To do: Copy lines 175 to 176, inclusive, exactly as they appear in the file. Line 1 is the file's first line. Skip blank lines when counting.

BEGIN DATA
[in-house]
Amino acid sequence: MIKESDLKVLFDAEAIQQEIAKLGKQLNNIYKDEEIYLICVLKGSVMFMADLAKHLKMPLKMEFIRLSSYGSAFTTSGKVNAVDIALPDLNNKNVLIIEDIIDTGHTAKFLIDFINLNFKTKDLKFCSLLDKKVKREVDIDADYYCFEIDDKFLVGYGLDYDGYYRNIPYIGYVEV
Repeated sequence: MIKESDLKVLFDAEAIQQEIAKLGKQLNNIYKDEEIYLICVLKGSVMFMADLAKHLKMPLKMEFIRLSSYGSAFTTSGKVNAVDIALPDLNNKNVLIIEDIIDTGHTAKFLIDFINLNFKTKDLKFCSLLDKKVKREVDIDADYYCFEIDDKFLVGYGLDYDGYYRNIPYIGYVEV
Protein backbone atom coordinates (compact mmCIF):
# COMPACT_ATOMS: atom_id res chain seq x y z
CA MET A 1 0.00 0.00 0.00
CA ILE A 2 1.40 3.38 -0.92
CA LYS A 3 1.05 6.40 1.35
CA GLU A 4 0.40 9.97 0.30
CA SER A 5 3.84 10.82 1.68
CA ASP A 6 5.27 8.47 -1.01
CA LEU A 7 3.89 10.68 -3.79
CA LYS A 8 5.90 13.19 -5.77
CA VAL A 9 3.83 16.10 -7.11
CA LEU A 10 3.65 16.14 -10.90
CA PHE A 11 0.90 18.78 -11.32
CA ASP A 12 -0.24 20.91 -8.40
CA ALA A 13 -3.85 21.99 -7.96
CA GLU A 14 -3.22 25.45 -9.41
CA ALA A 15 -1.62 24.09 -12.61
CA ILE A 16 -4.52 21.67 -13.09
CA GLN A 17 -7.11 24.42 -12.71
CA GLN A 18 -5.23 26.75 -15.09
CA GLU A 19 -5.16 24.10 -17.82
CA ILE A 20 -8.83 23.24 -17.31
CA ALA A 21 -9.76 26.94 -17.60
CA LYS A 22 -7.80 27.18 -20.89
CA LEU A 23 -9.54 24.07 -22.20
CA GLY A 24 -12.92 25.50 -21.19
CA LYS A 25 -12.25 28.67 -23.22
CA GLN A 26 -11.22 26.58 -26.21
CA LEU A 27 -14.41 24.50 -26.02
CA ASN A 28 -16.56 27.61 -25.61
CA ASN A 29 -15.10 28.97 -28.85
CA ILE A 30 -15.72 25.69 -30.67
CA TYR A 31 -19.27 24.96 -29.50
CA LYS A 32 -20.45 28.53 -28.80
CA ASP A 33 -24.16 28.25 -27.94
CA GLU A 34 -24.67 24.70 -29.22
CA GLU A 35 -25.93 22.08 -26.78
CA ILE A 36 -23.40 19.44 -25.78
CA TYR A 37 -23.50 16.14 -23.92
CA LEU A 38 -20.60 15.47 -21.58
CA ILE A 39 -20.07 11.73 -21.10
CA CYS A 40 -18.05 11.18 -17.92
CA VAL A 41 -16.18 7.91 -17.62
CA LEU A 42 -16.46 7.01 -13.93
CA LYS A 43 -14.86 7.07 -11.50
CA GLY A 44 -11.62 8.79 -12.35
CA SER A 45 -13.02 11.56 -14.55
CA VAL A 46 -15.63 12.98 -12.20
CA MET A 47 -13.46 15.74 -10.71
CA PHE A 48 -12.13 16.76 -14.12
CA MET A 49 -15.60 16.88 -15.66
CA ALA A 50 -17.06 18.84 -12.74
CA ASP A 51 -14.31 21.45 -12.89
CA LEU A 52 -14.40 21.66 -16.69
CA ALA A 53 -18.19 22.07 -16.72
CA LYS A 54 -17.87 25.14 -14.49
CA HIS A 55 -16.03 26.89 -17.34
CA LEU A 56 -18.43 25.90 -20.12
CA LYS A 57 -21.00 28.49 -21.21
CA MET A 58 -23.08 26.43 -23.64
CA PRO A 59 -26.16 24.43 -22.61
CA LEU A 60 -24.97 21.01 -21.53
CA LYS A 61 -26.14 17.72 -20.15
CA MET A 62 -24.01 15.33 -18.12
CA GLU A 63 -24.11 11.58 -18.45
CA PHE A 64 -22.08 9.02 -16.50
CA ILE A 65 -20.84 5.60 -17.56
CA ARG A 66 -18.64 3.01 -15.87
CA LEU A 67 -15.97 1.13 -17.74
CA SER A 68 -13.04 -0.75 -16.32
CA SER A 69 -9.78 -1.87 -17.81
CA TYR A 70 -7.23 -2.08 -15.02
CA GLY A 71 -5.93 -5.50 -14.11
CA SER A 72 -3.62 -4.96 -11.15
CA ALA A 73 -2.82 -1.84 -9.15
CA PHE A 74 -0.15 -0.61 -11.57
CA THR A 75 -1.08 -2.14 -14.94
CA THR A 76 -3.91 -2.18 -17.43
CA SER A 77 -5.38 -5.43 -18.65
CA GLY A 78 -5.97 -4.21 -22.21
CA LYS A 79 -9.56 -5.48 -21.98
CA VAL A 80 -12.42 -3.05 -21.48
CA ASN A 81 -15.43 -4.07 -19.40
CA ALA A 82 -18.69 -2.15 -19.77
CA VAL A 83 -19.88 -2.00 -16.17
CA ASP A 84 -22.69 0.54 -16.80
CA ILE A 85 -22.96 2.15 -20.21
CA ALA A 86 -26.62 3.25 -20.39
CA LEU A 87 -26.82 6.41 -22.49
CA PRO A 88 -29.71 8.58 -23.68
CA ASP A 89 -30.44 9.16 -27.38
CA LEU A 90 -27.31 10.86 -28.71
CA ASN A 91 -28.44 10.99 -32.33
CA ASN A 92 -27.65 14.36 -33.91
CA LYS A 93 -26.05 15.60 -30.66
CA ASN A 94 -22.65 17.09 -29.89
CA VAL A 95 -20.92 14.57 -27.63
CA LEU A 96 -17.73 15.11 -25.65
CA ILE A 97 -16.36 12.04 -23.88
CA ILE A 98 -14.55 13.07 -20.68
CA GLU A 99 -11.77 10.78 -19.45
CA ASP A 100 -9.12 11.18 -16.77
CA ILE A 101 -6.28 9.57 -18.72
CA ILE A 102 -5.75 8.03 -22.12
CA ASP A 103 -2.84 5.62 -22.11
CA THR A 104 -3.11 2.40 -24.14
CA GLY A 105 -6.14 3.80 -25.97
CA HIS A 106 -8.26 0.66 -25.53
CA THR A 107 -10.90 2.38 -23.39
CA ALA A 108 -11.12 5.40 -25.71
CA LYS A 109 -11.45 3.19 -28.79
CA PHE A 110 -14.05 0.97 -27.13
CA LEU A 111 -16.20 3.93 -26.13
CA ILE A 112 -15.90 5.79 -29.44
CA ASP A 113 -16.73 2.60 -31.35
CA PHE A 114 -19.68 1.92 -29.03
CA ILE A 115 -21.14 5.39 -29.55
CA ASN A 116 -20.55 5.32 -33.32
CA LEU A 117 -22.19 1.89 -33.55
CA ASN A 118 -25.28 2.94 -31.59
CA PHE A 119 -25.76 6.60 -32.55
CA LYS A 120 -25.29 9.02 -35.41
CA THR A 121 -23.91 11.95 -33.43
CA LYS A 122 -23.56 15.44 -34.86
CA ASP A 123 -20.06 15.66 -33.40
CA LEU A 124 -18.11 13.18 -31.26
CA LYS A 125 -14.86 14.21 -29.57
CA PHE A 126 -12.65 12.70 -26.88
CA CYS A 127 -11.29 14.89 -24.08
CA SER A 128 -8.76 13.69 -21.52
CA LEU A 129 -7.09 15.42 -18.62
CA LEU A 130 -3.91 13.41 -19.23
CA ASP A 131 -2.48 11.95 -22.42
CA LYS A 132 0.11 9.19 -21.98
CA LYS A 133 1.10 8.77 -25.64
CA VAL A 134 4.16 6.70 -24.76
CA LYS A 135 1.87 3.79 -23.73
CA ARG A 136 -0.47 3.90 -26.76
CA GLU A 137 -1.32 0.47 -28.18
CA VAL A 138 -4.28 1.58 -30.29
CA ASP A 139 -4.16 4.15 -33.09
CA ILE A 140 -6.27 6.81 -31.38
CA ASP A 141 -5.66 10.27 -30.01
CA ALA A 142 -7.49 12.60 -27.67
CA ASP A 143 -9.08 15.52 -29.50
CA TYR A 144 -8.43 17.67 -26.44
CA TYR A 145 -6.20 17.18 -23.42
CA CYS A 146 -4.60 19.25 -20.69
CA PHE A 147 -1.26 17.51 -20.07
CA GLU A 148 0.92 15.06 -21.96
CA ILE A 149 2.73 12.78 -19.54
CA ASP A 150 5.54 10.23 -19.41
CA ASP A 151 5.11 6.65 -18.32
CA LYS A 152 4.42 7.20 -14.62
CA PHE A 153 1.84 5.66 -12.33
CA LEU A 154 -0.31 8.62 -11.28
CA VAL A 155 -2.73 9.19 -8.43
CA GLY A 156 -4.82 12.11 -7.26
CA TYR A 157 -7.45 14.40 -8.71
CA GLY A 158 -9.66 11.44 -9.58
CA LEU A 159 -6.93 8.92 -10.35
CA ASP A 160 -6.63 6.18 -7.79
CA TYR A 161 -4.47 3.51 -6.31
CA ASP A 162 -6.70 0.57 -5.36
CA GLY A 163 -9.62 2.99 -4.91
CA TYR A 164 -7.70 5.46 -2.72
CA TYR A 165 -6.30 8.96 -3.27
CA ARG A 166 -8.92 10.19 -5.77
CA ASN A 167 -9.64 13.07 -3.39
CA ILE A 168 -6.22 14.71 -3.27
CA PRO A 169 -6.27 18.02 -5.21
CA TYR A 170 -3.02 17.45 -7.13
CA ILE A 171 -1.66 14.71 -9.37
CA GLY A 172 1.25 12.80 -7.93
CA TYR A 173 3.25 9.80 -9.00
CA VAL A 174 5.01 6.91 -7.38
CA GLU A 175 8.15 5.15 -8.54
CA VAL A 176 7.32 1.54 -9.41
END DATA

CA TYR A 170 -3.02 17.45 -7.13
CA ILE A 171 -1.66 14.71 -9.37